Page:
“I lived on the Gold Coast for a year, and I lived in Perth for a year,” says Jason Isaacs when we catch up with him on the phone in London. His first Australian shoot was PJ Hogan’s 2003 Peter Pan on the Gold Coast, and then more recently, Kriv Stenders’ Western Australian shot Red Dog: True Blue in 2016.
“I’m a total sucker for sun and I do like looking at oceans. When I lived on the Gold Coast, I looked out at the ocean every day and there’s something incredibly calming and humbling about looking at the scale of a planet covered in water and remember that I’m nothing; my problems mean nothing.”
Isaacs’ love of Australia wasn’t the reason he agreed to join the ensemble cast of Anthony Maras’ Hotel Mumbai, which was shot in Adelaide and India.
“I wasn’t looking to work,” he tells us about receiving a script and an offer to play the character Vasili. “It was summer, and I have kids. I’m aware that I have a limited number of summer holidays with them before they leave the nest. We had planned this big family holiday. I had been away a lot shooting for years, I was aware that I’d been missing from home a lot so I blocked out the time and we were going to go to Peru, Machu Picchu trail and have this fabulous memorable family holiday.
“And this script arrived, and I read it, turned to my wife and kids and said ‘I’m really sorry, I’ve got to go make a film. And they didn’t quite understand what language I was speaking. I said ‘I can’t not do it, I’m sorry, I just can’t. This matters too much, it’s too good a story, and it’s too well told and it’s too timely.”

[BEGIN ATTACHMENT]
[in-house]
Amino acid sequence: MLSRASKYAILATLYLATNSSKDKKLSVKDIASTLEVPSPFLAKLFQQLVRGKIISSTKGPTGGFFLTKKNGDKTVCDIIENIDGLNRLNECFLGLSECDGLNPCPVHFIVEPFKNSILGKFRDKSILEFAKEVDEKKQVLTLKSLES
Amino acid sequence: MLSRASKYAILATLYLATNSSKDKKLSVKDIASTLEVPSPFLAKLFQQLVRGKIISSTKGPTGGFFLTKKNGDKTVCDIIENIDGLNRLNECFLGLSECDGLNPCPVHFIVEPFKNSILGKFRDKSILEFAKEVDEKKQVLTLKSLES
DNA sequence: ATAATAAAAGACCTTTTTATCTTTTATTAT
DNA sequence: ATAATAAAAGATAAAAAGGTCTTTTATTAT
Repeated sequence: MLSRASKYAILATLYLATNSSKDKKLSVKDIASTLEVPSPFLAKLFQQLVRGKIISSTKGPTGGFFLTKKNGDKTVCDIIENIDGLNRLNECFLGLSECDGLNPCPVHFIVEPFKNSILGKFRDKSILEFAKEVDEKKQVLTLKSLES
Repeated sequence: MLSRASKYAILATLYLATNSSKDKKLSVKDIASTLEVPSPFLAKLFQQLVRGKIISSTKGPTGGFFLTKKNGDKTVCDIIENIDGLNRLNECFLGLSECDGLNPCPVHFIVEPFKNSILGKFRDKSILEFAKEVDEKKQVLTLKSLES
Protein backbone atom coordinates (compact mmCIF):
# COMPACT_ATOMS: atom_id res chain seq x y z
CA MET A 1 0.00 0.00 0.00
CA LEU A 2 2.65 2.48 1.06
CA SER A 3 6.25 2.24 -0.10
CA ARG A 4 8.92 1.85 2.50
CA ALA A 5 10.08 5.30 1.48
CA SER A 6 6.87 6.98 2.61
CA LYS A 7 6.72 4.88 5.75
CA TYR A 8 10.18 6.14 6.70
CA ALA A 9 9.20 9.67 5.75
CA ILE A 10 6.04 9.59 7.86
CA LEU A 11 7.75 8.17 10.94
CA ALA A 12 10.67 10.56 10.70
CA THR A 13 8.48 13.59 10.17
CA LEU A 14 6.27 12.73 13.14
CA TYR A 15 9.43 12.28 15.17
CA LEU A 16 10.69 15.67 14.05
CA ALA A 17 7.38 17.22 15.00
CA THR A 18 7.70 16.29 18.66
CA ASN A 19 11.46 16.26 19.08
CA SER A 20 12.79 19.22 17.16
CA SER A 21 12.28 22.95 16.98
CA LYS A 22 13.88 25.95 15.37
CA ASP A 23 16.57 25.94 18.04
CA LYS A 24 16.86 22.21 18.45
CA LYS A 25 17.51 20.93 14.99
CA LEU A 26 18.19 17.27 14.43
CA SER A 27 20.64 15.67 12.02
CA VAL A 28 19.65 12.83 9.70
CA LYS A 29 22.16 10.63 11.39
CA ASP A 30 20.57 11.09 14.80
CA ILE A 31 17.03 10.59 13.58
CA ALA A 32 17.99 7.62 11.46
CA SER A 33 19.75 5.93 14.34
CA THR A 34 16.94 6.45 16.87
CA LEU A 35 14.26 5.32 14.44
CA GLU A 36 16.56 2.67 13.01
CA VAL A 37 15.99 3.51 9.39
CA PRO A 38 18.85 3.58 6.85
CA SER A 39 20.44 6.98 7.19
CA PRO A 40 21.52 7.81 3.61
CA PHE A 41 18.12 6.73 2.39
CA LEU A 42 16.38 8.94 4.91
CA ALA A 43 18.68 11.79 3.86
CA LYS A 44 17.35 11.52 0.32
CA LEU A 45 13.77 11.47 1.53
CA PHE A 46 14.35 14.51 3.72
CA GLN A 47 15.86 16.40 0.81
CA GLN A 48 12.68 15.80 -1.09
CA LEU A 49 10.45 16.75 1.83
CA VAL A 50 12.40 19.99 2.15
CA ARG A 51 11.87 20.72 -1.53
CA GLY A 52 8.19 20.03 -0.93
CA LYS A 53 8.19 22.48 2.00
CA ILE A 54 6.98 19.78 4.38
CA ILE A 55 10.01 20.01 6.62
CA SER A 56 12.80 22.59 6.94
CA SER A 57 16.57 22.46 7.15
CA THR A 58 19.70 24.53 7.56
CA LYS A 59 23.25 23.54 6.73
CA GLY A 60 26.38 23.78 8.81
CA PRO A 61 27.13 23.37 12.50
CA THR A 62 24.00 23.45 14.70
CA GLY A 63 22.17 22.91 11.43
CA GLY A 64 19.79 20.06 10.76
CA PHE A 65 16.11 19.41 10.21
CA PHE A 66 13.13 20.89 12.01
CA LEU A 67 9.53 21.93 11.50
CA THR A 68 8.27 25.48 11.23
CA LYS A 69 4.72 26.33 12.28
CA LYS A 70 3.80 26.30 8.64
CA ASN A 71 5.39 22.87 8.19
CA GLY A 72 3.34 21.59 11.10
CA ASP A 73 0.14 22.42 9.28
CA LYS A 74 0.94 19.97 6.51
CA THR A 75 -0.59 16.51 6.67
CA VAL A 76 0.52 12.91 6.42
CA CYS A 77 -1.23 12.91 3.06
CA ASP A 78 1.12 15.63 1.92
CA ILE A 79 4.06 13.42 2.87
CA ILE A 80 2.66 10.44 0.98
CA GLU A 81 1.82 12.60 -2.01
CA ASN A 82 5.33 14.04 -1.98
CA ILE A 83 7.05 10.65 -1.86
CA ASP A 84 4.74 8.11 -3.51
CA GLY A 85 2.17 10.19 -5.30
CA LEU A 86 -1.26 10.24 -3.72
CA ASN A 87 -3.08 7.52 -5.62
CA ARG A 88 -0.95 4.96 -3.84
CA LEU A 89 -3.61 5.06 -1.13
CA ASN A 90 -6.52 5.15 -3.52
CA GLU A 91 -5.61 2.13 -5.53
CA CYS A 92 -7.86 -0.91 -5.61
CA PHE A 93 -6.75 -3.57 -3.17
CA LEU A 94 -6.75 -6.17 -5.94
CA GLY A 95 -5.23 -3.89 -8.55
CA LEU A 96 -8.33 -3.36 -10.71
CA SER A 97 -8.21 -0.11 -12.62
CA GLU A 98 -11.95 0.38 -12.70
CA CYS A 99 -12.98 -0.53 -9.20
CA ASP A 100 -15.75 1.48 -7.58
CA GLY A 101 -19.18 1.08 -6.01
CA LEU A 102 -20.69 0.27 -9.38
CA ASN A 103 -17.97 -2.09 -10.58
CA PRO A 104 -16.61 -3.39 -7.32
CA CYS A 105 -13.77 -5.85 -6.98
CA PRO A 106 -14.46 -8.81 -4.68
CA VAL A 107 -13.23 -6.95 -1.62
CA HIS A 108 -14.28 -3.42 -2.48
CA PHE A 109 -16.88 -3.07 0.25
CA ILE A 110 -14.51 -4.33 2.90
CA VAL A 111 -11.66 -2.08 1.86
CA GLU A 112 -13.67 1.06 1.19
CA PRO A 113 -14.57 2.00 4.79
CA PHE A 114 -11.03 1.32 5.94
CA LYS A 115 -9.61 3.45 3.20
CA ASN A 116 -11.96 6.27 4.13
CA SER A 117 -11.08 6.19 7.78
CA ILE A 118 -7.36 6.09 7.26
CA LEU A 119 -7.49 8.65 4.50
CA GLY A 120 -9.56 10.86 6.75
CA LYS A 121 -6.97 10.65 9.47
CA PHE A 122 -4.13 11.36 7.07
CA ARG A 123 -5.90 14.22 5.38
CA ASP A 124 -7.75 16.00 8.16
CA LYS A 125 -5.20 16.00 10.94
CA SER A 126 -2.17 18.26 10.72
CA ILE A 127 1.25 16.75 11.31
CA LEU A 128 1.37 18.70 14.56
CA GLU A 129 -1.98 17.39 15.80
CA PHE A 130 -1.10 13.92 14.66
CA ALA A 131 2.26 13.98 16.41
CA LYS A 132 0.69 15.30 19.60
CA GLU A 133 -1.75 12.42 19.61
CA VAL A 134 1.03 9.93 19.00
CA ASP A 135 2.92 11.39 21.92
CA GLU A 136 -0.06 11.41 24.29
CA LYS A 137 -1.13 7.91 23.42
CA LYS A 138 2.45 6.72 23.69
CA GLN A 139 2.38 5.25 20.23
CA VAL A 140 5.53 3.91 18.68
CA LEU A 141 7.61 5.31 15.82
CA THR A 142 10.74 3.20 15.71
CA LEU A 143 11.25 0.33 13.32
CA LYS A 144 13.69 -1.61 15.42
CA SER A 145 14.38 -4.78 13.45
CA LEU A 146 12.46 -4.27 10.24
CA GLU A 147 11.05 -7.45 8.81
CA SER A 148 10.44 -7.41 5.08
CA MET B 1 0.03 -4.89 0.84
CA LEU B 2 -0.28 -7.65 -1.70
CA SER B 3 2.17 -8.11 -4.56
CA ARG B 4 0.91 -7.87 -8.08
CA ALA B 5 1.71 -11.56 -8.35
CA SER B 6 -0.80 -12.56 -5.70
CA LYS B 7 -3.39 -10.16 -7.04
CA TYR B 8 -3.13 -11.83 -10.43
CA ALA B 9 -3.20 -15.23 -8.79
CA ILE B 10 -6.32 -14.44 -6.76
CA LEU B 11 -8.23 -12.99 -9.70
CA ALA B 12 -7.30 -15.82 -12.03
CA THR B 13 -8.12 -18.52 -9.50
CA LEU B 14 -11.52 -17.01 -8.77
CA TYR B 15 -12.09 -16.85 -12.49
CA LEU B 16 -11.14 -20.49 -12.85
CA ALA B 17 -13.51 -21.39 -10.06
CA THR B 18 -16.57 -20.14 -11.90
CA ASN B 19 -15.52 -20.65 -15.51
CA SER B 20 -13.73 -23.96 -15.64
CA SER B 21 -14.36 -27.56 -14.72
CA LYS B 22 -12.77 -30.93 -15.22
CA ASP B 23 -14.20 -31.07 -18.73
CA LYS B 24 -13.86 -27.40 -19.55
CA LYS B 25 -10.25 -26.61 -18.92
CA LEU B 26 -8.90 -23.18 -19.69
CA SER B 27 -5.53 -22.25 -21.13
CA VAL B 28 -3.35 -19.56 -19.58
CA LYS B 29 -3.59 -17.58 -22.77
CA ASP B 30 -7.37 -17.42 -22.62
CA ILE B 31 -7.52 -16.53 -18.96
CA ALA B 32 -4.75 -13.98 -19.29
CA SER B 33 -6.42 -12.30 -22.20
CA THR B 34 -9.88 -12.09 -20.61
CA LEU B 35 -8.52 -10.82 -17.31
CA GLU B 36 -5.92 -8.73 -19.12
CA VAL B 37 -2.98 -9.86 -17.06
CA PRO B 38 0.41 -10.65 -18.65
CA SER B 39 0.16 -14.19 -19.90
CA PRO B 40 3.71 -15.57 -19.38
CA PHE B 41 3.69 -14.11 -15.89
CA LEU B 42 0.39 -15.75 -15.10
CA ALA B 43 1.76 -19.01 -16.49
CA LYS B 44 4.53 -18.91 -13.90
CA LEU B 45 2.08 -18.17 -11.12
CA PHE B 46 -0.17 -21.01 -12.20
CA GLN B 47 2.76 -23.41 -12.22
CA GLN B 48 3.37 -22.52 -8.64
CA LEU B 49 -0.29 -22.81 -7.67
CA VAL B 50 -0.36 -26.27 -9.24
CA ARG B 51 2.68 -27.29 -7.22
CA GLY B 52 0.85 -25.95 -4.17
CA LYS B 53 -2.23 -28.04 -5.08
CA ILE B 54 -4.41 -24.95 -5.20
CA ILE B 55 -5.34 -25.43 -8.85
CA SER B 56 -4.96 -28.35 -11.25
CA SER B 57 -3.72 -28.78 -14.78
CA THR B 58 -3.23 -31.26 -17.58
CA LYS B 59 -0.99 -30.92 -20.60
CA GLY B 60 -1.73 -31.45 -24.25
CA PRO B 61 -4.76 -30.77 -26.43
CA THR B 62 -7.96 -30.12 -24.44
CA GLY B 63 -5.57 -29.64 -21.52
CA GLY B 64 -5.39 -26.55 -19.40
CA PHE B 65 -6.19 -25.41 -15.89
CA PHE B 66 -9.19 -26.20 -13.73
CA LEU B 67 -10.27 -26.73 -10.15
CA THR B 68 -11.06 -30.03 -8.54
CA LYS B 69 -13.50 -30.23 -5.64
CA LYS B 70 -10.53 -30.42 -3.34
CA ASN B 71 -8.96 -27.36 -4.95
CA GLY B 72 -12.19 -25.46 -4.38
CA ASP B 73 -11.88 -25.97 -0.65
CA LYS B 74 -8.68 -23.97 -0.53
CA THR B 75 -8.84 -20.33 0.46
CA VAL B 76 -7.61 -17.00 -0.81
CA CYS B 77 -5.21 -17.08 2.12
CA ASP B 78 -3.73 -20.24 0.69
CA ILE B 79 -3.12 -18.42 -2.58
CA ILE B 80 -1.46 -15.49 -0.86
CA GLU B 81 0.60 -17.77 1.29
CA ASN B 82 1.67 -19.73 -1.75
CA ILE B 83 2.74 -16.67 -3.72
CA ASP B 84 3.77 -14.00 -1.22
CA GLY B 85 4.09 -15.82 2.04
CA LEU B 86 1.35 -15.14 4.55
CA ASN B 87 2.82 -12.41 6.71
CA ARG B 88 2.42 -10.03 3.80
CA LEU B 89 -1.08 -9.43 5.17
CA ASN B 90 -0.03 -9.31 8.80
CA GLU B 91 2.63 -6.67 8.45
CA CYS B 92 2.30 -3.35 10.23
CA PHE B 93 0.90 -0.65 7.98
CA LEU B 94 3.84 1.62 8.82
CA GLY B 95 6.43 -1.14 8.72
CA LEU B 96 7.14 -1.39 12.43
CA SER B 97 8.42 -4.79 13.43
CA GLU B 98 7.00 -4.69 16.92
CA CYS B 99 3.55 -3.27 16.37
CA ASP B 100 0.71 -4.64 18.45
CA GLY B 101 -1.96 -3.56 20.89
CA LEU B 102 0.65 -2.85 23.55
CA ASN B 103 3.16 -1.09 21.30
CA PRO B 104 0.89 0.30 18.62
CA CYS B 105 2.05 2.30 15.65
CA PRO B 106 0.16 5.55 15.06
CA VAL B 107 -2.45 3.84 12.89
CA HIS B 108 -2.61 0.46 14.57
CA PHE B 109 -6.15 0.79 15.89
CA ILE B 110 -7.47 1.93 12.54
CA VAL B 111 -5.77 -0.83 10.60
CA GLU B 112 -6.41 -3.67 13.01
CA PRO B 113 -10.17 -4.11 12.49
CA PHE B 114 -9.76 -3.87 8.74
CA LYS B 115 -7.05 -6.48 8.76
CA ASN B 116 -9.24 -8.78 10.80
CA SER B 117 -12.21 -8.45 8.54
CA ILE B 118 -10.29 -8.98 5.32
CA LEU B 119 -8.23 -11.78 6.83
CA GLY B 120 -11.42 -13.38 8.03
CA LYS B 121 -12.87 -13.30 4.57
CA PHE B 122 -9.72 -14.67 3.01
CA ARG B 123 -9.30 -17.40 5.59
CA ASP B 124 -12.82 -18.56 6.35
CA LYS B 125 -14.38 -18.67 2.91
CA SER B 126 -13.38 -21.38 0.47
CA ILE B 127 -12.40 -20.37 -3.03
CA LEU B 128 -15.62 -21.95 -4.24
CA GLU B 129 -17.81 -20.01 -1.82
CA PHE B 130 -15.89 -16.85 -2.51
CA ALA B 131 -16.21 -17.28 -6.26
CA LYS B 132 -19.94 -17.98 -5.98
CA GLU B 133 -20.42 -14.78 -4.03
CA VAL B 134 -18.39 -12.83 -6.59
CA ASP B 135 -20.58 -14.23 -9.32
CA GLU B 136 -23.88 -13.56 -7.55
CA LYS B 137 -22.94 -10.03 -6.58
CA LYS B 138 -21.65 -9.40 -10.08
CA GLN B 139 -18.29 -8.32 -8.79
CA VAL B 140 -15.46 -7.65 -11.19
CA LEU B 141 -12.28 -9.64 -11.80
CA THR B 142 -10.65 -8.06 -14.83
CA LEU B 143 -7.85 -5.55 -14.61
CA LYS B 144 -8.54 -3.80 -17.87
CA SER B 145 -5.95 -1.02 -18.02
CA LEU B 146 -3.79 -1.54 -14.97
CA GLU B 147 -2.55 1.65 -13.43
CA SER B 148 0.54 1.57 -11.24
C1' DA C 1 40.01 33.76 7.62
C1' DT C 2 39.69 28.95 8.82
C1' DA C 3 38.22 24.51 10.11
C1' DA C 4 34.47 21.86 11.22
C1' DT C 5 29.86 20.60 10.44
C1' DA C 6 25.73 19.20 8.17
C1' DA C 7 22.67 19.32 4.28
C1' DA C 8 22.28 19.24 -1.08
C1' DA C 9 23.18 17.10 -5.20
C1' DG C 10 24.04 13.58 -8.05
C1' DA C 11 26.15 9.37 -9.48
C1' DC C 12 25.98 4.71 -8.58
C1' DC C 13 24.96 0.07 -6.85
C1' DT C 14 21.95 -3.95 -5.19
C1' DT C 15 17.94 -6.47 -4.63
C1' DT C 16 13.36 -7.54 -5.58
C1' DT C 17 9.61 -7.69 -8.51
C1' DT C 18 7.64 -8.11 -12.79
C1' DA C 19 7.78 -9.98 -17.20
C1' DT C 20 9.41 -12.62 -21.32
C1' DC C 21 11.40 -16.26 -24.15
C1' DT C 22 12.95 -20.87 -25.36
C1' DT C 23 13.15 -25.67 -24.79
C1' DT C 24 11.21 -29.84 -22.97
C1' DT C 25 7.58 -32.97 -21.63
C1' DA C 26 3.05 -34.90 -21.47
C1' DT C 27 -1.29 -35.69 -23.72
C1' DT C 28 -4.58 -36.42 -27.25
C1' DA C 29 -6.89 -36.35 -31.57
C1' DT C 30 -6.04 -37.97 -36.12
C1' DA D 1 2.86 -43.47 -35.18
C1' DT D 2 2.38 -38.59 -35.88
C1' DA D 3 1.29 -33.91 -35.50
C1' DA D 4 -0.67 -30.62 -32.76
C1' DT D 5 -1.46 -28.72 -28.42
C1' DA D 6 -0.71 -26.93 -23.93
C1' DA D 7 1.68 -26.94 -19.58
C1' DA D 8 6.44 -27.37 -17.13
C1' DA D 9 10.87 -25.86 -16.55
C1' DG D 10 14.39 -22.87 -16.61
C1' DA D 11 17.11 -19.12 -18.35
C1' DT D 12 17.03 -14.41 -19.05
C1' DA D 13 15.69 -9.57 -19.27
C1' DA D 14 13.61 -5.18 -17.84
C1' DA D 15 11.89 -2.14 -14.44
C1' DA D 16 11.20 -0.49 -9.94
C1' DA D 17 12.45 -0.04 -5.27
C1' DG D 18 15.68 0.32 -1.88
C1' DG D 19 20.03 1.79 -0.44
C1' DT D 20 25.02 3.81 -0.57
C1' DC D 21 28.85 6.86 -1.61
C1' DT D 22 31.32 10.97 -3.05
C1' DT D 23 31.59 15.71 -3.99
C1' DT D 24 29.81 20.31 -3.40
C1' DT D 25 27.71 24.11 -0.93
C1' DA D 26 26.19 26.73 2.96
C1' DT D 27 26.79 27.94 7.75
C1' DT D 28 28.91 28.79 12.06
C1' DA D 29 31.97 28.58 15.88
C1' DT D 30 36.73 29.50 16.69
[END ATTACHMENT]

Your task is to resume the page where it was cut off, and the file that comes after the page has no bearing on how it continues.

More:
Lucky for Isaacs, his family forgave him. “Two years later when my kids came to the screening, they got it; they all thought it was the best film they’d ever seen, and they understood why I had to make it.”
And it was then that Jason Isaacs understood why he needed to take the project in the first place.
“There had been so many mass shootings and so many terrorist incidents since then, and they’ll likely be so many more coming, of course; it’s not like the world is becoming a less violent place in terms of incidents like this. But what wasn’t a constant when I made the film and I understand now is that there are people with the most powerful voices in the world, who are driving wedges between us and are telling us that we should hate or fear other people because of their colour, because of their religion, because of their nationality.
“All of the organisations and institutions that have held us together and have kept us at peace are being attacked from all sides. And Hotel Mumbai is a grotesque version of the human laboratory; what we’re like behind closed doors in the worst situation that anyone can imagine. But what we’re actually like, is generous and kind and loving. There was every religion hotel, and there was every level of socioeconomic prosperity. The poorest saved the richest. Over the course of 68 hours, there were a million small acts of selflessness. The heroes were the ones without guns. This isn’t a Hollywood story. This is a real-life story. In the political context we find ourselves, toxic hatred and division that’s spewing out from every mouthpiece, it just feels like a story that is not only completely griping, but it has value, which is a very rare thing for a story.”
Hotel Mumbai is available now on Digital, DVD & Blu-ray